The behavior of formatter 502 is dependent on the format of the audio packets in the elementary bitstream buffer. Pre-parser 418 determines the audio packet type and sets appropriate register values for the audio decoder 416 and the audio bypass module 418. For compressed audio packets, such as MUSICAM or AC-3, a synchronization field is included at the beginning of each audio packet in the elementary bitstream buffer. The formatter 502 begins operation by locating this synchronization word. The formatter 502 then pre-appends four 16-bit words to the audio packet and appends zeros as necessary to provide the audio packet with a predetermined length. The prepended words are denoted (in order) Pa, Pb, Pc, Pd. Pa and Pb are synchronization words, Pc identifies the compression standard for the audio packet, and Pd indicates the audio packet size. The enhanced audio packet is then taken 16 bits at a time and formatted into 32-bit subframes. The subframes each consist of a 4-bit synchronization preamble, four auxiliary bits, four zeros, 16 audio packet bits, and four subframe bits. The four subframe bits are validity (V), user (U), control (C) and parity (P). The use and meaning of the subframe components is described further in the IEC 958 standard and the DVD standard.
FIG. 5 shows a flowchart of the operations implemented by one embodiment of formatter 502. The flowchart consists of idle state 602, locate operation 604, calculate operation 606, compare operation 608, pause operation 610, compare operation 612, format operation 614, buffer check operation 616, calculate operation 618, and pause operation 620. Formatter 502 begins in idle state 602 and re-enters the idle state 602 whenever a reset signal is asserted. When the audio bypass module 418 is enabled, formatter 502 begins by locating (604) the beginning of an audio packet in the elementary audio bitstream buffer by retrieving the audio data and searching for a synchronization word. Once the beginning of the audio packet has been found, the bypass pointer (BP) is compared (606) to the decoder pointer (DP) to determine the bypass lag (BL), i.e. the number of bytes that the audio decoder 416 is ahead of the bypass module 418 in retrieving audio data from the audio bitstream buffer. The lag can be negative, e.g. when the bypass module 418 is ahead of the decoder 416. Whenever the magnitude of the lag exceeds a predetermined threshold T, the formatter will take corrective action. In one embodiment, the predetermined threshold T is an integer multiple of the audio packet size. Preferably, the predetermined threshold T is 1, 2, or 4 times the audio packet size.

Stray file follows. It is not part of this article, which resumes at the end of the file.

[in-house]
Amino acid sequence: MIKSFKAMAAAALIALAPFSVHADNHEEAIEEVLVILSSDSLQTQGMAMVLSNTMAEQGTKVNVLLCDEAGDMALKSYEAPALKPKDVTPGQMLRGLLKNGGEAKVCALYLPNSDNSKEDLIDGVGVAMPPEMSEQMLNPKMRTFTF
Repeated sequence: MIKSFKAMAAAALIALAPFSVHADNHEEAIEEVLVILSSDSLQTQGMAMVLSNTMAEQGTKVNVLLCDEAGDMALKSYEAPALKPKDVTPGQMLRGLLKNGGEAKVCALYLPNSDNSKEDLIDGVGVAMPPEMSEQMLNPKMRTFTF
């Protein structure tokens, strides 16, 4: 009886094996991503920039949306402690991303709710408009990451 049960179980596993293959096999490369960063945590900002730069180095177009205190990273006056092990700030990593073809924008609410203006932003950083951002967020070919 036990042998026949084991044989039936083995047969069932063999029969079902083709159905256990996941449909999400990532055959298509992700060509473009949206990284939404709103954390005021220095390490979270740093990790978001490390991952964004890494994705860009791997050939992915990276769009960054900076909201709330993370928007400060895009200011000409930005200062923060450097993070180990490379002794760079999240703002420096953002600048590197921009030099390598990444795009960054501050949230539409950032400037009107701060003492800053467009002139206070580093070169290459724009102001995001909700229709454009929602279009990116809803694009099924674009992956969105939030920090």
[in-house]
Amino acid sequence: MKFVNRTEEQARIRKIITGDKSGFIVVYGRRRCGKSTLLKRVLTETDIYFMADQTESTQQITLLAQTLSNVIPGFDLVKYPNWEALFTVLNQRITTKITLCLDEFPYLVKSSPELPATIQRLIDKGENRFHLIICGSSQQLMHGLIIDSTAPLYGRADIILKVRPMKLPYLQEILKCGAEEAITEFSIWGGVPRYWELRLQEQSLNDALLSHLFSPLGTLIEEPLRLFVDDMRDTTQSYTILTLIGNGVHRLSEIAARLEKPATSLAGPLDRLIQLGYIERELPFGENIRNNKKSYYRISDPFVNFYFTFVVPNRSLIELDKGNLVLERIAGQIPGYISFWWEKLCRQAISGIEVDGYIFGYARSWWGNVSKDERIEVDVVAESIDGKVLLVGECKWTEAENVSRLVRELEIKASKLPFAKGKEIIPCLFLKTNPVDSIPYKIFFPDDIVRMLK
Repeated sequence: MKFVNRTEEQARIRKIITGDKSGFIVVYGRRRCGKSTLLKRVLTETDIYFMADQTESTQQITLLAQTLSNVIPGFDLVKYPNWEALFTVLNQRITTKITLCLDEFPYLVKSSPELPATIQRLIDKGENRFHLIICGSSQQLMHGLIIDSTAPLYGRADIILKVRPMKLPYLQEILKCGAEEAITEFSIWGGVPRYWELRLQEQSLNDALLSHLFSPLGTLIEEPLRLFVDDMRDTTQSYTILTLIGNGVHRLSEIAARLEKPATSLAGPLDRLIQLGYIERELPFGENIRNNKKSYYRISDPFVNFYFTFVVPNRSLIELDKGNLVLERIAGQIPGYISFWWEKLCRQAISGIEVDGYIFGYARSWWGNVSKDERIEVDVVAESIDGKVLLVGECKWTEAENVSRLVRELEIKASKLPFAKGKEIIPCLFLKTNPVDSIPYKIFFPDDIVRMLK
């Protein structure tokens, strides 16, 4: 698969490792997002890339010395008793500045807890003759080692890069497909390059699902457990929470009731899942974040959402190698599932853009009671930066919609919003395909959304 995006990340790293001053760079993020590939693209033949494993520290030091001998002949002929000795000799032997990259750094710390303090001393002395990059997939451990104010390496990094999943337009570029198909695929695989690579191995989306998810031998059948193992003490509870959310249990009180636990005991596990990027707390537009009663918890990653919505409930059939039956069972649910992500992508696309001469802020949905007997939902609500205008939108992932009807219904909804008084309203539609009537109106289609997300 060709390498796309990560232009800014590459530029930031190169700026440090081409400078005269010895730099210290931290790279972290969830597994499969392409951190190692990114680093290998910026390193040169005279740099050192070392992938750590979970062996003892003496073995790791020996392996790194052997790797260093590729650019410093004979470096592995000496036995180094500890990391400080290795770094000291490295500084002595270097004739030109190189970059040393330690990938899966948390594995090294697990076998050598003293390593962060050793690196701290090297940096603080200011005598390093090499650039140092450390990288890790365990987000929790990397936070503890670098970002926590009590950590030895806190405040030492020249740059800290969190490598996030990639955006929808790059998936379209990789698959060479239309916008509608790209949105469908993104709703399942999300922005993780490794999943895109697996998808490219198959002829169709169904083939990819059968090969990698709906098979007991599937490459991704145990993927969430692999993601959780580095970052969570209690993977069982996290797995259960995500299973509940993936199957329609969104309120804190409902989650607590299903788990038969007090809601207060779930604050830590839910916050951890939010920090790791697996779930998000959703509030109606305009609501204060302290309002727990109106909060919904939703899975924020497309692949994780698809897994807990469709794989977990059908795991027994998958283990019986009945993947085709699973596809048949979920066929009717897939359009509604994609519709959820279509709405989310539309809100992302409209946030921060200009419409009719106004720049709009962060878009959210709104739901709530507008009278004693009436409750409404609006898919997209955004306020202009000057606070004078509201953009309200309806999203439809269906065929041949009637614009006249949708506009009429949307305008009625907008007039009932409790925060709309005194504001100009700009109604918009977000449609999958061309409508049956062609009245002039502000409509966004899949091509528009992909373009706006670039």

After determining (606) the bypass lag BL, the formatter 502 tests (608) to determine if the bypass lag BL exceeds predetermined threshold T. If so, the formatter 502 creates (610) a pause subframe for modulator 504 to transmit. The pause subframe uses a synchronization preamble with a different Pc field value to indicate that the subframe is a pause subframe, but otherwise resembles the 32-bit subframes previously described. The pause subframe includes a discontinuity flag which can be set to indicate a loss of a data packet. The discontinuity flag is set in this pause subframe, and formatter 502 skips forward (604) to the beginning of the next audio packet.
If the bypass lag doe not exceed the predetermined threshold, then the formatter 502 tests (612) to determine if the bypass lag is less than the negative threshold T, i.e. the formatter 502 determines if the bypass module 418 is too far ahead of the decoder 416. If not, then formatter 502 converts (614) the audio packet into subframes for the modulator 504 to transmit. After conversion of the audio packet, the formatter 502 locates (604) the beginning of the next audio packet.
If the bypass module 418 is too far ahead of the audio decoder 416, then formatter 502 will loop while waiting for the audio decoder 416 to catch up. Formatter 502 tests (616) to determine if the modulator input buffer is low. If not, then formatter 502 recalculates (618) the bypass lag BL, and loops back to compare (612) the bypass lag BL to the threshold T. If the buffer is low, the formatter 502 creates (620) one or more cause subframes for modulator 504 to transmit, recalculates (618) the bypass lag BL, and loops back to compare (612) the bypass lag BL to the threshold T. The pause subframes here do not have the discontinuity flag sent, since no audio packets are being skipped.